- Form W-8BEN, Certificate of Foreign Status of Beneficial Owner for United States Withholding, is valid for three calendar years and must be signed every three calendar years for as long as you are receiving a fellowship. As an example, Forms W-8BEN signed in calendar year 2013 will expire December 31, 2015.
Paying an Honorarium to a Foreign National
- What You Need to Know Before Paying an Honorarium to a Foreign National Many foreign nationals are prohibited from receiving honoraria payments due to their visa type and those who are eligible will generally have 30% of their payment withheld by the IRS. All required information should be submitted to Accounts Payable and Payroll as soon as possible to ensure that payments are made promptly and correctly.
- Summary of Immigration Status Visa Categories
- Payment of an honorarium for the following visa categories is permitted, but must comply with the restrictions listed on the B Honoraria Eligibility Certification:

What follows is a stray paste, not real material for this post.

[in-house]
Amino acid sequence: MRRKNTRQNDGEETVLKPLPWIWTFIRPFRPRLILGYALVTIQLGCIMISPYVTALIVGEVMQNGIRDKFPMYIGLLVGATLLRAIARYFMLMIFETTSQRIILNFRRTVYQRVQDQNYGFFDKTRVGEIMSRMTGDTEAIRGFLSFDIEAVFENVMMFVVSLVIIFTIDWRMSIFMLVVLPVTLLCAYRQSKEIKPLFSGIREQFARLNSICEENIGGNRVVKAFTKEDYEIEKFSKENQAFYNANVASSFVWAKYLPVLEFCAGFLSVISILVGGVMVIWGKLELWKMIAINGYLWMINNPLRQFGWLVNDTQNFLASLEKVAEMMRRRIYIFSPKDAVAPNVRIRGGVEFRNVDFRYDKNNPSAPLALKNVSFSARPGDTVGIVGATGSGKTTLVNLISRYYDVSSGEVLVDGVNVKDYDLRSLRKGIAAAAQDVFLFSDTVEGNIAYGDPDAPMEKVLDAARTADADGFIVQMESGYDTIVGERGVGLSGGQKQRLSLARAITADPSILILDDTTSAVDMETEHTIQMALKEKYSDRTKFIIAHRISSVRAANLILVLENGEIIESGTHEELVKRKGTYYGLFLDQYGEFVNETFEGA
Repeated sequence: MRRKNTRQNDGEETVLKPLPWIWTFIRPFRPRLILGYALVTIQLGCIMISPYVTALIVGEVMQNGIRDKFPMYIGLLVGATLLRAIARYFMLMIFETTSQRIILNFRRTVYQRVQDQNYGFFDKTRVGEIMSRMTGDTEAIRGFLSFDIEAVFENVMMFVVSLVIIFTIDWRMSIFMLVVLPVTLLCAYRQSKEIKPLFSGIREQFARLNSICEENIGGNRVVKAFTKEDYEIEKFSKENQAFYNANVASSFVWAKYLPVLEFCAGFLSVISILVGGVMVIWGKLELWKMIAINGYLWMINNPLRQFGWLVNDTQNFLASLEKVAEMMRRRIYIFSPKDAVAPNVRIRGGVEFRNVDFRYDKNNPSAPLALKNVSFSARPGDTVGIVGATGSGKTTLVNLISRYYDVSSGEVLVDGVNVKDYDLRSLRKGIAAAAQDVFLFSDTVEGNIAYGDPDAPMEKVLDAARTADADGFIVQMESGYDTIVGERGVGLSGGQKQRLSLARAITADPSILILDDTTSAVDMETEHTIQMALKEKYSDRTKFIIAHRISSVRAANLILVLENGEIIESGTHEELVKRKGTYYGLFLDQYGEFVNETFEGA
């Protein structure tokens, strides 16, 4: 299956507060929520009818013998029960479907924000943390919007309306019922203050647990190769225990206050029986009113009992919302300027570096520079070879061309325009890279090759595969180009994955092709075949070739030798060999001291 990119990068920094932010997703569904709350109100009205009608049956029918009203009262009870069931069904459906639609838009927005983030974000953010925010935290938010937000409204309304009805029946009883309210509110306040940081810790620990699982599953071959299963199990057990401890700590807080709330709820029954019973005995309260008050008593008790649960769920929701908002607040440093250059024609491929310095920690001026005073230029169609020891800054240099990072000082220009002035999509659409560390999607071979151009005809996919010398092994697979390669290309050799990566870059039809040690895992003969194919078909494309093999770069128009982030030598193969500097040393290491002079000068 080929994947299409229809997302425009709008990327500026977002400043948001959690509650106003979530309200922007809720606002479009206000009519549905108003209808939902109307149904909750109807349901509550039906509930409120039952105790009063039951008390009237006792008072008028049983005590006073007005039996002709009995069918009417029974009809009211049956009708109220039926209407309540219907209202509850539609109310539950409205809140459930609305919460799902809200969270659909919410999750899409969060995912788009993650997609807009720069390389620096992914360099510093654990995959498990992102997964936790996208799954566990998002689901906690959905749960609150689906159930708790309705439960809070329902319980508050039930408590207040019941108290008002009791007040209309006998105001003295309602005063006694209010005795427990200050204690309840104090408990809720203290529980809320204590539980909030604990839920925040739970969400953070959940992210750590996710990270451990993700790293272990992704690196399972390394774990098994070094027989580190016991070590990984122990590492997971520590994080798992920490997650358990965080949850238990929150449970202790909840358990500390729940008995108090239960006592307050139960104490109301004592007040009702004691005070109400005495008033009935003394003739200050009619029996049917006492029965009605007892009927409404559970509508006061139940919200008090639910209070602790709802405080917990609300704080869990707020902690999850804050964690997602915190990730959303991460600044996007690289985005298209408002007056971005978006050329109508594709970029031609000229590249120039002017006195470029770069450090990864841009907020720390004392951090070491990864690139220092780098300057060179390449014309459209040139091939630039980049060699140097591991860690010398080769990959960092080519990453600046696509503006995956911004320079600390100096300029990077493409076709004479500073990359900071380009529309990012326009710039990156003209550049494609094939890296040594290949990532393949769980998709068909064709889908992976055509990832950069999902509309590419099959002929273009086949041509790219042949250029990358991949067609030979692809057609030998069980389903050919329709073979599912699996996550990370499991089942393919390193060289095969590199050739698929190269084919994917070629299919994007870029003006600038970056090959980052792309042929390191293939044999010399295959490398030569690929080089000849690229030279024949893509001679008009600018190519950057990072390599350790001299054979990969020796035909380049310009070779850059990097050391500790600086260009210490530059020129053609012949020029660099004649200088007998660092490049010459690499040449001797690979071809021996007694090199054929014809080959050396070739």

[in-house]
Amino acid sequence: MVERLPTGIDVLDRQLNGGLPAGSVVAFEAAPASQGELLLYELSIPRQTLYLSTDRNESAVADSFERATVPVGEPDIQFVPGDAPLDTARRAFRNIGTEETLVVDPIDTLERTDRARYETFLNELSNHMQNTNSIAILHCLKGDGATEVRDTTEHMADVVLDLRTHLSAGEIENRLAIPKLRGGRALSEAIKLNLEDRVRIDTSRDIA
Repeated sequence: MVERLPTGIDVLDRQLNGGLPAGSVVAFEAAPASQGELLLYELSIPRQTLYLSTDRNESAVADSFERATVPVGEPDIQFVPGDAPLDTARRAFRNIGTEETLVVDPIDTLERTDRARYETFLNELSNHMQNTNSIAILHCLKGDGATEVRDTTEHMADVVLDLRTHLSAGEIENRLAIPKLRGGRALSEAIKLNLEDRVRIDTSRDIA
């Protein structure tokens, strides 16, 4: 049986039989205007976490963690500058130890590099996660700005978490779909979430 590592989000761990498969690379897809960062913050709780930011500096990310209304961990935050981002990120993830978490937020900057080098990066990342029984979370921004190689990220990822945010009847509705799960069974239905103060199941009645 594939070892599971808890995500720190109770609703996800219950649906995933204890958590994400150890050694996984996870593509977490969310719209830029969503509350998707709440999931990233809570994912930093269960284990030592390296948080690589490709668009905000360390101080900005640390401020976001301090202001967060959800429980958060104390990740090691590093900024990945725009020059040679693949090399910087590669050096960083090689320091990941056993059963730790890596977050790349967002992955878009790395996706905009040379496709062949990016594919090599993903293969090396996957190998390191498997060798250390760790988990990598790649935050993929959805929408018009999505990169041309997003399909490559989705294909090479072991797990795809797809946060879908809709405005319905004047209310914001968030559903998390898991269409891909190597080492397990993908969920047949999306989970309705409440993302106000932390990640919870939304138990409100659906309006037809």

- B-1 – Visitor for Business
- B-2 – Visitor for Pleasure
- VWB – Visa Waiver for Business
- VWT – Visa Waiver for Tourism
- Payment of an honorarium is permitted for the following visa categories with restrictions:
- F-1 – Students (not sponsored by Boston University) with authorization from their school for CPT or OPT with Employment Authorization Document (EAD)
- J-1 – Exchange visitors including students, scholars, researchers, and trainees (not sponsored by Boston University) must receive a written permission letter from their sponsoring institution